How do we decide which psychometric assessments to use in the hiring process?

At TalentEdge Consulting, we have years of experience helping hiring managers to determine the best tests for each candidate to complete, based on the role’s requirements.  

When determining which test to use, the job description is the best place. Identifying what skills are vitally important and need to be measured is a good starting point to help choose the appropriate test. Are numerical skills important? What about problem-solving, customer relations, verbal interpretation? Can you afford to spend several months training a person to get them up to speed, or do you need them to get a solid grasp on things within a fortnight? These are the kind of questions that need to be asked before a testis selected.

When it comes to personality tests especially, people often assume that candidates can “cheat the system” by choosing answers that match the requirements of the role, rather than according to their true preferences. For example, someone applying for an editing role might select that they have endless patience for fine detail, even if this is not true.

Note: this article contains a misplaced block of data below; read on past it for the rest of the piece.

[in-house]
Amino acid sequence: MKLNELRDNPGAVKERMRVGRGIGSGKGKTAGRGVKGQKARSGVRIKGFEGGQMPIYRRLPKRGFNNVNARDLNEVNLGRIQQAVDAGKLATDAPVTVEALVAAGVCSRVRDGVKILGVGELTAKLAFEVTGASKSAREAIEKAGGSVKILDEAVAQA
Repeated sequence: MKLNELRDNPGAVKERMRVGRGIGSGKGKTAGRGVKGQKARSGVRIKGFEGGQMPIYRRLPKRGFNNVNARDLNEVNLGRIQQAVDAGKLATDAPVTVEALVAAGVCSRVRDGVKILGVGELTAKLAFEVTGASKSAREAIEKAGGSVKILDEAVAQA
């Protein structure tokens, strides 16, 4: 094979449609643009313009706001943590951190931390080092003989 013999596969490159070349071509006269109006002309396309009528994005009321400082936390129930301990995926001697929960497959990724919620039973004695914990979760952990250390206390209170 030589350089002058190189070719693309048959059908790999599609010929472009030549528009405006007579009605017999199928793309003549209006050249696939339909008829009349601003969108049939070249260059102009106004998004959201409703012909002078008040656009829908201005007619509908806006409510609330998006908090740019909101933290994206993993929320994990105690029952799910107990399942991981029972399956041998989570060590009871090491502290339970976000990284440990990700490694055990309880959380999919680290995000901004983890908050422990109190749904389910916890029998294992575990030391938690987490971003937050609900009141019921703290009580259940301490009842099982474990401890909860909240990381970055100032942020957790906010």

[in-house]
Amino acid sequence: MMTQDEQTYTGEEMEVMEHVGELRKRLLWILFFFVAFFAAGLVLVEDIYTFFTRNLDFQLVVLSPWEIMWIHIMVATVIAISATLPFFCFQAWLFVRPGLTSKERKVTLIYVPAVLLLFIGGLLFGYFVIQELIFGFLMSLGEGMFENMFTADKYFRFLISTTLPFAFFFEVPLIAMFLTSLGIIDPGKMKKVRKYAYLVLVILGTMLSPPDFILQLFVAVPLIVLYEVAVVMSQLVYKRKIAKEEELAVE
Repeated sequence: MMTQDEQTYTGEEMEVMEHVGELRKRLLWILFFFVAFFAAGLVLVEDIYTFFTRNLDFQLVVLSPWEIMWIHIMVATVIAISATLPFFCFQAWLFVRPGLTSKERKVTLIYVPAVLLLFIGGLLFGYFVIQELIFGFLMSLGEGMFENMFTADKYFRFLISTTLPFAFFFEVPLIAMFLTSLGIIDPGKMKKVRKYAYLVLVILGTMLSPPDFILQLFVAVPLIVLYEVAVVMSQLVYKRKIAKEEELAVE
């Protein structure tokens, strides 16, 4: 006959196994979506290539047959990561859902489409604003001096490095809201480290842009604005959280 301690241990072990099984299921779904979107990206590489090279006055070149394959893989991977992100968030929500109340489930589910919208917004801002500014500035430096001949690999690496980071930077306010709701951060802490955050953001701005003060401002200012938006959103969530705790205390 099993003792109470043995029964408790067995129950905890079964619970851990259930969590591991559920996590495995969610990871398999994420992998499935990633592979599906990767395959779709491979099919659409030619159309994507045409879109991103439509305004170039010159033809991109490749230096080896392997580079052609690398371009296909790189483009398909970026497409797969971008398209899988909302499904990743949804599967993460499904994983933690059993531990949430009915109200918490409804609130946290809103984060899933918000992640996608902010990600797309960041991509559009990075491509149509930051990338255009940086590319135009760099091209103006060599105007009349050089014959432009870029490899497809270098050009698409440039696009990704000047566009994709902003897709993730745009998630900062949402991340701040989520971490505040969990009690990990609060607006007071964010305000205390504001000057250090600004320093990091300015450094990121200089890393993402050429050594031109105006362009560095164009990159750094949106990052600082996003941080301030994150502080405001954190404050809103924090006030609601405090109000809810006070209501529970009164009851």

However, technological advances mean that it is nigh impossible to “fake” a personality questionnaire, and assessment methods are evolving rapidly. The questions are carefully balanced in order to ensure that the interpretation is accurate. Additionally, in a personality questionnaire, there are no right or wrong answers. Someone may be competent at looking over fine detail and be perfectly happy having it be a part of their regular role, without having a strong preference for it.

Psychometric testing is best used as part of a wider process, in both large-scale and individual people decisions. They provide valuable information and feedback, and allow informed decisions to be made about whether or not to hire someone.

The information psychometric testing provides gives an invaluable indication of the potential performance of candidates, not only reducing the risk of making a bad hiring decision, but helping hiring managers to make better informed decisions.  

Contact TalentEdge Consulting today to find out how we can help you make better hires.